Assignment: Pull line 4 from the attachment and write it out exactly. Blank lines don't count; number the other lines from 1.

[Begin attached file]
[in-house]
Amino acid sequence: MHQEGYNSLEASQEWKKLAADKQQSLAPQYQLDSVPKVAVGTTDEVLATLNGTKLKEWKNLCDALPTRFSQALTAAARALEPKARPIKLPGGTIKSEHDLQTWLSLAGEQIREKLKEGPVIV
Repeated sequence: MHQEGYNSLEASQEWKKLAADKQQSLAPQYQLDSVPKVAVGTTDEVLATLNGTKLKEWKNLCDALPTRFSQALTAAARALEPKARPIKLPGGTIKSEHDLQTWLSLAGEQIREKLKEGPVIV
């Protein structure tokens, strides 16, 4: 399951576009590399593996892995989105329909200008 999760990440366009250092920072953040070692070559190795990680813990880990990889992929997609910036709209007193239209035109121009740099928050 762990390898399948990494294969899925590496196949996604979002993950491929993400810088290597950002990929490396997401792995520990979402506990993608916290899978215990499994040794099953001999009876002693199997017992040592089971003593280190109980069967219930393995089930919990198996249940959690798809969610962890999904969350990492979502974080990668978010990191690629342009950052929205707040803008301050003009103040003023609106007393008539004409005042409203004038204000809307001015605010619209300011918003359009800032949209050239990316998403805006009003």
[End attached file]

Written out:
């Protein structure tokens, strides 16, 4: 399951576009590399593996892995989105329909200008 999760990440366009250092920072953040070692070559190795990680813990880990990889992929997609910036709209007193239209035109121009740099928050 762990390898399948990494294969899925590496196949996604979002993950491929993400810088290597950002990929490396997401792995520990979402506990993608916290899978215990499994040794099953001999009876002693199997017992040592089971003593280190109980069967219930393995089930919990198996249940959690798809969610962890999904969350990492979502974080990668978010990191690629342009950052929205707040803008301050003009103040003023609106007393008539004409005042409203004038204000809307001015605010619209300011918003359009800032949209050239990316998403805006009003």